Friday 17 June 2005

Statuary Friday #13

My Statuary Friday project is a running blog-commentary on various pieces of open-air public sculpture around Melbourne. We're up to week 13 today, & to mark the occasion, I've compiled a special edition retracing the ripping yarn around Melbourne's unluckiest piece of public art. (warning: the post is EXTREMELY image-heavy & may take quite a while to load.)

#13: Vault

Australian Centre for Contemporary Art forecourt, corner of Grant & Dodds Sts, Southbank

This week, I'm just laying the evidence in front of you in the hope that you'll pitch in with your own opinion. Nothing would be a better tribute to this icon, IMO, than for us to have a good old-fashioned set-to in its honour. Hope you enjoy. The present-day photos are mine but everything else obviously comes from elsewhere. Roll your mouse over the other images to see their sources.

Vault: An Illustrated (Potted) Chronicle


Melbourne City Council commissions architectural firm Denton Corker Marshall to do over the City Square. Their plans allow for a large and imposing sculptural element. A small number of experienced modern sculptors are invited to compete for the sculpture commission.


May Distinguished Sydney sculptor Ron Robertson-Swann wins the competition to provide a sculptural focal point for the square.
December Council approve Robertson-Swann's proposal and almost instantly begin to freak out about it.


The sculpture is slowly built, while various Union and Town Hall bickerings evolve into full-scale public shitfights. Keith Dunstan (in The Bulletin) is the first to apply the resonantly racist / xenophobic nickname "The Yellow Peril" to the sculpture, which officially remains nameless.


May The sculpture is installed, to loud and long jeers and catcalls from various elements, and Her Maj opens the new City Square.

June Egged on by the press, elements within Council begin agitating for the sculpture to be relocated.

July The decision to take it down / hide it somewhere is formally made. The Council is well and truly divided over the issue.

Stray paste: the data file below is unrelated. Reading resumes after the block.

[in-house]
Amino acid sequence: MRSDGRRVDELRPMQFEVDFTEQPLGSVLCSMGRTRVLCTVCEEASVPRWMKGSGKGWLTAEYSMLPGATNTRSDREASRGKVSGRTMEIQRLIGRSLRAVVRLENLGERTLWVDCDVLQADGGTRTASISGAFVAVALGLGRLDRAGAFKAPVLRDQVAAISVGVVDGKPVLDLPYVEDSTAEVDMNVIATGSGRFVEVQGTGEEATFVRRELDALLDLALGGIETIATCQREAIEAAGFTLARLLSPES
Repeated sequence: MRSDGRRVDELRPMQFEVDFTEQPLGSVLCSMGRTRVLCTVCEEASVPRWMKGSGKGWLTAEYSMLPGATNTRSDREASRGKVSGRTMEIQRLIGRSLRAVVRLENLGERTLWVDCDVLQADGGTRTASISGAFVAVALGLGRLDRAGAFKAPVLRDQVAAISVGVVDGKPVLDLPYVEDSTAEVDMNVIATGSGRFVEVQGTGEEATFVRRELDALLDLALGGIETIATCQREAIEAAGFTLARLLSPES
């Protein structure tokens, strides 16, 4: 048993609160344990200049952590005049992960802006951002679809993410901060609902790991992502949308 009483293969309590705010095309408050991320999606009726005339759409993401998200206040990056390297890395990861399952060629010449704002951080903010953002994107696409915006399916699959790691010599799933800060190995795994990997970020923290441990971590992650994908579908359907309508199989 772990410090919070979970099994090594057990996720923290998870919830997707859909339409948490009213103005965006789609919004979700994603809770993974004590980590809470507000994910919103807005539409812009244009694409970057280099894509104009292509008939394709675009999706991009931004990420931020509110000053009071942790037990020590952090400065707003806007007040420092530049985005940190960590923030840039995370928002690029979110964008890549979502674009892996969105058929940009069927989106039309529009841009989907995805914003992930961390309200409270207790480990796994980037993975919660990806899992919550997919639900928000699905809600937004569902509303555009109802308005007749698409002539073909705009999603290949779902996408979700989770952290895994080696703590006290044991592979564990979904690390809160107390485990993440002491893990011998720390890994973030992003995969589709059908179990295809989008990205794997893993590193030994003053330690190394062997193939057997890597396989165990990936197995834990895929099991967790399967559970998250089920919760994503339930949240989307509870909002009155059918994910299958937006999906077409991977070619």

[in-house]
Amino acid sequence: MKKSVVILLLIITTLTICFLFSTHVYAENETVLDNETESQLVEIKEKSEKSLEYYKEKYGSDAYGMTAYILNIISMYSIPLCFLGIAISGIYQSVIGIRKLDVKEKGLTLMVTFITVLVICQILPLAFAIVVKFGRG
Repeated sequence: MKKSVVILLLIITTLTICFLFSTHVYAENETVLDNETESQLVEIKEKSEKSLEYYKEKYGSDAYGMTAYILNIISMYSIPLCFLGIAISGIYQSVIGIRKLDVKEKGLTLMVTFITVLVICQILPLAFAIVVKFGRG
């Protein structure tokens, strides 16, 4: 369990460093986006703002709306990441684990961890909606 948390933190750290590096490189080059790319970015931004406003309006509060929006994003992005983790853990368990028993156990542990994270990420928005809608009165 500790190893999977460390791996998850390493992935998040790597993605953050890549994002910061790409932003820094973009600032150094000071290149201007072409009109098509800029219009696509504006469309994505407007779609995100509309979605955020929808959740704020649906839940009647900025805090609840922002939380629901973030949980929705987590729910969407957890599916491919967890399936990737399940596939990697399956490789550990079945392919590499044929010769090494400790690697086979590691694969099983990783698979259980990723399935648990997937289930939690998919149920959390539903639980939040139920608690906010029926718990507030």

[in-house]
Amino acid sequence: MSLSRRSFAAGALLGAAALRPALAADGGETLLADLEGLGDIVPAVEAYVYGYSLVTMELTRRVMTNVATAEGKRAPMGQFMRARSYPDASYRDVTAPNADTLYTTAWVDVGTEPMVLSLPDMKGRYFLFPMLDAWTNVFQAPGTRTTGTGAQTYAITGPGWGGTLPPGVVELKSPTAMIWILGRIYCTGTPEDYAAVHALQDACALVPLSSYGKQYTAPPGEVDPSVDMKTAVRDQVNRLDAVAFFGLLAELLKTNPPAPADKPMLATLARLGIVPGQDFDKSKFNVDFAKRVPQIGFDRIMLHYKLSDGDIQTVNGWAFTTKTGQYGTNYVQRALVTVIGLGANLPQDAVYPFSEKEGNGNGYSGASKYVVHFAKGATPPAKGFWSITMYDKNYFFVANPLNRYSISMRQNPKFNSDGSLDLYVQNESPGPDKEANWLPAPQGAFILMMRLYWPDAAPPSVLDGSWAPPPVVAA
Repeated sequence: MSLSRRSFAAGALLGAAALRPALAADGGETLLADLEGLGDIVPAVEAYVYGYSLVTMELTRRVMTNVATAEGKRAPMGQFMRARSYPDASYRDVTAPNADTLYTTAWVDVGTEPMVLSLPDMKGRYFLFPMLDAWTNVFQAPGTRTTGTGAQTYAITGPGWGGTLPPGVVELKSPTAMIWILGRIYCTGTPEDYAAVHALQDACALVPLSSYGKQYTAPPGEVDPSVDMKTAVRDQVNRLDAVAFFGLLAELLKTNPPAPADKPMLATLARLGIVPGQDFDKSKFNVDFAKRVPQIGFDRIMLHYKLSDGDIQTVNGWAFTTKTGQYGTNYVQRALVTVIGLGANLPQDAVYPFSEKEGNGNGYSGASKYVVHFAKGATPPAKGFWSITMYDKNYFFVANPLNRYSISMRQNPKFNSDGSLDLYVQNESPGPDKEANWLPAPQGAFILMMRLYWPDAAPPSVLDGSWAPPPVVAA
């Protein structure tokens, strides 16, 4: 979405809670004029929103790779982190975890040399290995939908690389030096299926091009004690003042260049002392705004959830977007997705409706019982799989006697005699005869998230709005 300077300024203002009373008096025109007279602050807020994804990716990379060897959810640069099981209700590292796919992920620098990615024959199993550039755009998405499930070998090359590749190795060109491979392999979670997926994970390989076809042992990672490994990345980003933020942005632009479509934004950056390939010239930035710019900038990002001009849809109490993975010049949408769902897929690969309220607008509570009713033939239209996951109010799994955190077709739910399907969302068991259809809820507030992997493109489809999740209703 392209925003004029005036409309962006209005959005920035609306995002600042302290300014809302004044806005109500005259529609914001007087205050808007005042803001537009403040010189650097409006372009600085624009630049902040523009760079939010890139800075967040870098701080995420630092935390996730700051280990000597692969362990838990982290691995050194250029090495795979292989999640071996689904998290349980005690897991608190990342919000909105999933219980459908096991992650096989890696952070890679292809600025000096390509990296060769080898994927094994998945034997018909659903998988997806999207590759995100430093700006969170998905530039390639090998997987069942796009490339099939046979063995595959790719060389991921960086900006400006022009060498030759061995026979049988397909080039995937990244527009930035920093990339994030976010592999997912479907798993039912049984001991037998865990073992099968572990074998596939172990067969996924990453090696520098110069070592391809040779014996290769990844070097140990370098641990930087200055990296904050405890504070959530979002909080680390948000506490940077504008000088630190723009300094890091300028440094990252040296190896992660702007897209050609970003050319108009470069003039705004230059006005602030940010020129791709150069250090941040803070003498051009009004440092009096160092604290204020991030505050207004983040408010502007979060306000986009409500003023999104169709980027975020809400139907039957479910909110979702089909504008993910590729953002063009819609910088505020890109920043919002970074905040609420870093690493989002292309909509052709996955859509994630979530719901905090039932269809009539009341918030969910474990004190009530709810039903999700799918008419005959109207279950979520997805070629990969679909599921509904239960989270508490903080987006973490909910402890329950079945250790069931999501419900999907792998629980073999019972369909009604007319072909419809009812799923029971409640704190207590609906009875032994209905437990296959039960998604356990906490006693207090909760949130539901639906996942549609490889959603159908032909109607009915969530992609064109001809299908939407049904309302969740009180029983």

August "Save Our Sculpture" rally at City Square.

September Sculpture officially named Vault.
December State Government sacks Melbourne City Council, partly because of Vault-related cockups.


July In darkness and secrecy,Vault is dismantled and taken away. The BLF (Builders Labourers Federation) impose work bans on City Square projects, so a nice big hole is left behind in the pavement.
August - October Vault set up at Batman Park, a shitty little patch of ground between a flyway and the train line.


March BLF workbans cease.
October Batman Park officially "opened."


Vault stays put for 16 years: for the most part the sculpture is neglected and ignored by the city, but it pops out of the closet every now and then to rattle its chains and stretch its weary bones.


Mainstream taste having more or less caught up with where Robertson-Swann was at in 1976, the MCC decides to move Vault to Southbank.

Twenty years after it was pulled down, Vault is ceremonially re-launched, in its present location outside ACCA.


Geoffrey J. Wallis's amazing and meticulous book Peril in the Square (Indra, 2004) is indispensable. Several of the images I've used came from its pages. The State Library maintains a useful clippings and ephemera file on Ron Robertson-Swann. Other newspaper clippings shown here I located with the help of reference desk staff at the Borchardt library, La Trobe University.

Rosemary Manning's marvellous website, here, is full of sharp and provocative insight into the saga, and into the sculpture itself as well.